An American Icon in Sydney

Harley Davidson. Two words that evoke images of dusty highways across desert country, hirsute vagabonds in weathered leather jackets, rough and ready bars with Budweiser on tap. Harley Davidson. Two words that evoke a sense of freedom, adventure, nonconformist rebellion, living the dream. Harley Davidson. An iconoclastic icon. Harley Davidson. An American in Sydney. Nothing else will make you feel quite like the recipient of an experimental serum who has reached the peak of physical perfection and is embroiled in an epic battle to uphold American ideals against the perpetrators of injustice and cheap steel products.

Feel the freedom!

Feel the freedom!

Hmmmm, maybe not. What a Harley Davidson is, however, is one of the best ways to see Sydney. Sitting on the back of a Chopper 4 hurtling across the Harbour Bridge is quite an experience. But I’m getting ahead of myself here! I’ve lived in Sydney for over two and a half years now but I still feel like a tourist every time I see the Harbour or swim at Bondi or walk through the botanical gardens. I’ve done several tours of Sydney. It’s a must when you have visitors from overseas. And while Sydney is never boring it is difficult to find a novel way to see it. Well, I think we may have found the perfect tour.

Sylvio, our Hog rider and tour guide, picked us up from outside the office at lunchtime on Wednesday. I was joined on the day by Lastminute Lovely, Nihal. Stepping out of the office we could see Chopper 4, its hot pink body quite a sight amongst the grey suits in the CBD. It’s one of only 5 in New South Wales so we were definitely riding in style. We hopped on for a couple of photos and I have to say I fell a little bit in love with CHP44. Sylvio gave us a couple of jackets and helmets for the ride and Nihal and I jumped up on the back seats and put on our seatbelts (yes, there are seatbelts!) The back seats of the chopper are higher than the riders seat so they offer the perfect view. As Sylvio fired up the engine he asked us what kind of music we’d like to listen as a speaker behind us kicked into life with the roar of the engine and…Lady GaGa started singing about the Edge of Glory. Amazing! We’d also be treated to Hotel California, Highway to Hell, Born to be Wild and other such luminous hits. I could definitely get used to this!

Don't worry, I wasn't driving.

Don't worry, I wasn't driving.

As we pulled onto York St. I felt a little thrill on excitement. The chopper got quite a few smiles and even a couple of waves as we rode through the city. Our first major port of call was Jefferys St Wharf for a nice view of the bridge and the Opera House. We took a couple of quick snaps and set off again. Then we shot off back around some side streets and then we were on the bridge we had just seen from below. We were going at quite a clip and it was unusual to feel the wind on our faces and have an unobstructed view of the massive steel structure around us. And this is the best thing about the Chopper. The seats at the back are higher that the rider’s seat so it feels like there is nothing in front, above or at the sides to mar the view. And you get to engage your other senses, feel the elements on your face and smell the surrounds.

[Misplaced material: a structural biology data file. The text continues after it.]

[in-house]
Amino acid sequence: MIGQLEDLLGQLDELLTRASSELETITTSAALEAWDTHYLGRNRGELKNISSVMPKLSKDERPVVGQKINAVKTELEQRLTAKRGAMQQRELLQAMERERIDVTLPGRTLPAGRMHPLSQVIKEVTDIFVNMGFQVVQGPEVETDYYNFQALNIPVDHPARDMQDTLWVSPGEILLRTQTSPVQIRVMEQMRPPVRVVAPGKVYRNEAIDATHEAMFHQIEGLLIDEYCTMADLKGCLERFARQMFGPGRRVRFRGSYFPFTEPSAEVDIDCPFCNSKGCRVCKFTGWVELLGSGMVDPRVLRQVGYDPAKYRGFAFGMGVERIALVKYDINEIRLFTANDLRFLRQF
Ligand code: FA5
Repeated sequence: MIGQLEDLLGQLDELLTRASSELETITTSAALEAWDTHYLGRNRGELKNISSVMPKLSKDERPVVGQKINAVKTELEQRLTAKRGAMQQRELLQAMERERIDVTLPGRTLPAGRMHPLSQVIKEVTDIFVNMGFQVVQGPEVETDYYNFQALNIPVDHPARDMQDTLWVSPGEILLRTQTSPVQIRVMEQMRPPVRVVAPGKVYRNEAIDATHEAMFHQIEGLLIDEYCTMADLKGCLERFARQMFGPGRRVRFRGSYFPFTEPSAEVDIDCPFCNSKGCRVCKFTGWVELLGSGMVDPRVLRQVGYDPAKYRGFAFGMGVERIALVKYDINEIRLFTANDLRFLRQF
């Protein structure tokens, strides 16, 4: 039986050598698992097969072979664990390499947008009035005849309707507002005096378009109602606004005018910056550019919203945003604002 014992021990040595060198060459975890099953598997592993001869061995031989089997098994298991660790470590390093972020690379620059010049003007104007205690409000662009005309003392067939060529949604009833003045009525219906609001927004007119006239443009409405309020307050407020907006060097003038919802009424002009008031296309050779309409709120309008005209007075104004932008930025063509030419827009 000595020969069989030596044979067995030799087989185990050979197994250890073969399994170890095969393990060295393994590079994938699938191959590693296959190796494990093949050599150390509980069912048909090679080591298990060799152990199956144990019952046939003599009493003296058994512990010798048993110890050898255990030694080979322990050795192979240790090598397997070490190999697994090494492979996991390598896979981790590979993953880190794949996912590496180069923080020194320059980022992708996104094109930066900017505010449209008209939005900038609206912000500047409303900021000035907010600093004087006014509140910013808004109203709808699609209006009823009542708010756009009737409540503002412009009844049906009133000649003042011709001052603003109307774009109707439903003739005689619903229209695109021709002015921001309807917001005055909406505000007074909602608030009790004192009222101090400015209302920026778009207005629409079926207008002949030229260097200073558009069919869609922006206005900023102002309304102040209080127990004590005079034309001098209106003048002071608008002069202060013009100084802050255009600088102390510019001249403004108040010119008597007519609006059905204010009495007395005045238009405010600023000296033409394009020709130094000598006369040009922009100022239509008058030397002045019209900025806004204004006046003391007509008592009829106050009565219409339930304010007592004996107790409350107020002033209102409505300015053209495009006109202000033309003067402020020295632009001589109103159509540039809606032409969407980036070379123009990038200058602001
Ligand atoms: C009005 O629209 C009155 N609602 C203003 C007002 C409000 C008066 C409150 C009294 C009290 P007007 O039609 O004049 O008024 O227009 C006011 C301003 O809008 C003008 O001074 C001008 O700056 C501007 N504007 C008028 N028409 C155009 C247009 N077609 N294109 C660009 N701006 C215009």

An icon from an icon.

An icon from an icon.

Sylvio drove us up around to Kirribilli House, the Prime Minister’s residence. “You’ll either want to pop in for tea or throw some eggs depending on your leanings”. I do like a nice cup of tea. We had a spin around the North Shore streets then we shot back over the bridge, through the city and up onto Oxford St. Heading towards Bondi we picked up the pace again. As we got closer we could spell the ocean air. We caught glimpses of the sea every now and then. “I never get tired of this drive” Sylvio was saying. We passed Bronte, Tamarama, Bondi and it’s not hard to see why. Each bend, each rise and fall in the road revealed a little bit more of Sydney’s breathtaking coastline.

Sylvio and "Pink Bits"

Sylvio and "Pink Bits"

On the way back in Sylvio told us about his family and how much they enjoyed taking out the chopper and discovering new places. He has two girls, 11 and 14. “The other day they told me that next time I get on the bike I should play track 10.” He switched it on. Aqua’s ‘Barbie Girl’. Clearly they share his sense of humour!

Back in the city our last spin was through the Botanical Gardens. Sylvio was telling us about different events he caters for. Weddings, hens, bucks, formals, birthdays. Any occasion somebody wants to make an entrance. I’m thinking of the next people I have coming to visit. I wonder how my Mam and Dad would feel getting picked up from Kingsford-Smith Airport on the back of a Chopper 4 named Pink Bits. Shhhhhhhhhhhhhhhh, don’t let on!


What’s the deal?

GoDo crew member Aisling is taking one for the team and taking on the challenge of Dry July. This July, Aisling is going to show you how to have a good time for a whole month, without alcohol, GoDo-style. To reward her commitment to the cause, and keep her focused, we’re sending her on a bunch of activities to show you the stack of alternatives to sitting in a dingy pub this winter. And, because it’s such a great initiative, GoDo is donating the value of each activity Aisling embarks on in cash to the Dry July cause.

Read more about Dry July, The Prince Of Wales Hospital Foundation or, if you’re feeling generous, go right ahead and donate.

You can also follow the GoDo goings-on on Facebook, Twitter or visit GoDo and find your own fun alternatives to sitting in a dingy pub this Dry July.

This entry was posted in Adventure tours, Dry July. Bookmark the permalink.

2 Responses to An American Icon in Sydney

  1. Niamh Kelly says:

    YESSS! Feel free to pick me up on the hog 🙂

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